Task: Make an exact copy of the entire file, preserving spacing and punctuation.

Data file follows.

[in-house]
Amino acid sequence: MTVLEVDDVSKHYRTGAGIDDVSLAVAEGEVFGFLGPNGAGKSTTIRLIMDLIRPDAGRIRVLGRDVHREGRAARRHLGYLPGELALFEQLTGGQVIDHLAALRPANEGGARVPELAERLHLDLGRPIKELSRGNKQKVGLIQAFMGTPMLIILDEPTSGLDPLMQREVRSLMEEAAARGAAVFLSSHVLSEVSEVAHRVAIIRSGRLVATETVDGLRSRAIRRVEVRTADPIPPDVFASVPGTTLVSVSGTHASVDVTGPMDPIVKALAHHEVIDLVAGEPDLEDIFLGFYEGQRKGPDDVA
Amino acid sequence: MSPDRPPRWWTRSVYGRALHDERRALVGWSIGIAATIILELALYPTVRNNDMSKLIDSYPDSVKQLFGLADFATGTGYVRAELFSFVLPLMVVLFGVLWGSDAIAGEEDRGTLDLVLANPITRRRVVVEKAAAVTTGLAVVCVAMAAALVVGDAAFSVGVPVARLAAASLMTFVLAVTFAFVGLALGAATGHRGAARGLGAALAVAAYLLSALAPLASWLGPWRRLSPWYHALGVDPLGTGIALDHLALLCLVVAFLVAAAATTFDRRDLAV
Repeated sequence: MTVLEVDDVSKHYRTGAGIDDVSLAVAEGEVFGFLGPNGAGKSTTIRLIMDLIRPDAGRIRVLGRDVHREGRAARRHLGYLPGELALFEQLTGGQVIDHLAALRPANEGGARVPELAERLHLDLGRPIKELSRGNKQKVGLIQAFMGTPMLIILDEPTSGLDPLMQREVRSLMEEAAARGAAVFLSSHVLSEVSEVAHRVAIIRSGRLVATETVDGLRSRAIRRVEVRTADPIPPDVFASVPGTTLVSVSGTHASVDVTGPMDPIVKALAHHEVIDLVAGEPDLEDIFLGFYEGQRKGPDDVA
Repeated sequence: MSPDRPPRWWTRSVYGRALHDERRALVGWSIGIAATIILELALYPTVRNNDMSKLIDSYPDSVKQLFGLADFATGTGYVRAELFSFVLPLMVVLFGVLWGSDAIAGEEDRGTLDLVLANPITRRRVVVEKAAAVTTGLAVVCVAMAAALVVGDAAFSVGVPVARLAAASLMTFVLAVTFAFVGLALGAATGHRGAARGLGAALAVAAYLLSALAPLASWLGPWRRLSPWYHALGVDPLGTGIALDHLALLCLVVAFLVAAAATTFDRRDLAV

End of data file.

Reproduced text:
[in-house]
Amino acid sequence: MTVLEVDDVSKHYRTGAGIDDVSLAVAEGEVFGFLGPNGAGKSTTIRLIMDLIRPDAGRIRVLGRDVHREGRAARRHLGYLPGELALFEQLTGGQVIDHLAALRPANEGGARVPELAERLHLDLGRPIKELSRGNKQKVGLIQAFMGTPMLIILDEPTSGLDPLMQREVRSLMEEAAARGAAVFLSSHVLSEVSEVAHRVAIIRSGRLVATETVDGLRSRAIRRVEVRTADPIPPDVFASVPGTTLVSVSGTHASVDVTGPMDPIVKALAHHEVIDLVAGEPDLEDIFLGFYEGQRKGPDDVA
Amino acid sequence: MSPDRPPRWWTRSVYGRALHDERRALVGWSIGIAATIILELALYPTVRNNDMSKLIDSYPDSVKQLFGLADFATGTGYVRAELFSFVLPLMVVLFGVLWGSDAIAGEEDRGTLDLVLANPITRRRVVVEKAAAVTTGLAVVCVAMAAALVVGDAAFSVGVPVARLAAASLMTFVLAVTFAFVGLALGAATGHRGAARGLGAALAVAAYLLSALAPLASWLGPWRRLSPWYHALGVDPLGTGIALDHLALLCLVVAFLVAAAATTFDRRDLAV
Repeated sequence: MTVLEVDDVSKHYRTGAGIDDVSLAVAEGEVFGFLGPNGAGKSTTIRLIMDLIRPDAGRIRVLGRDVHREGRAARRHLGYLPGELALFEQLTGGQVIDHLAALRPANEGGARVPELAERLHLDLGRPIKELSRGNKQKVGLIQAFMGTPMLIILDEPTSGLDPLMQREVRSLMEEAAARGAAVFLSSHVLSEVSEVAHRVAIIRSGRLVATETVDGLRSRAIRRVEVRTADPIPPDVFASVPGTTLVSVSGTHASVDVTGPMDPIVKALAHHEVIDLVAGEPDLEDIFLGFYEGQRKGPDDVA
Repeated sequence: MSPDRPPRWWTRSVYGRALHDERRALVGWSIGIAATIILELALYPTVRNNDMSKLIDSYPDSVKQLFGLADFATGTGYVRAELFSFVLPLMVVLFGVLWGSDAIAGEEDRGTLDLVLANPITRRRVVVEKAAAVTTGLAVVCVAMAAALVVGDAAFSVGVPVARLAAASLMTFVLAVTFAFVGLALGAATGHRGAARGLGAALAVAAYLLSALAPLASWLGPWRRLSPWYHALGVDPLGTGIALDHLALLCLVVAFLVAAAATTFDRRDLAV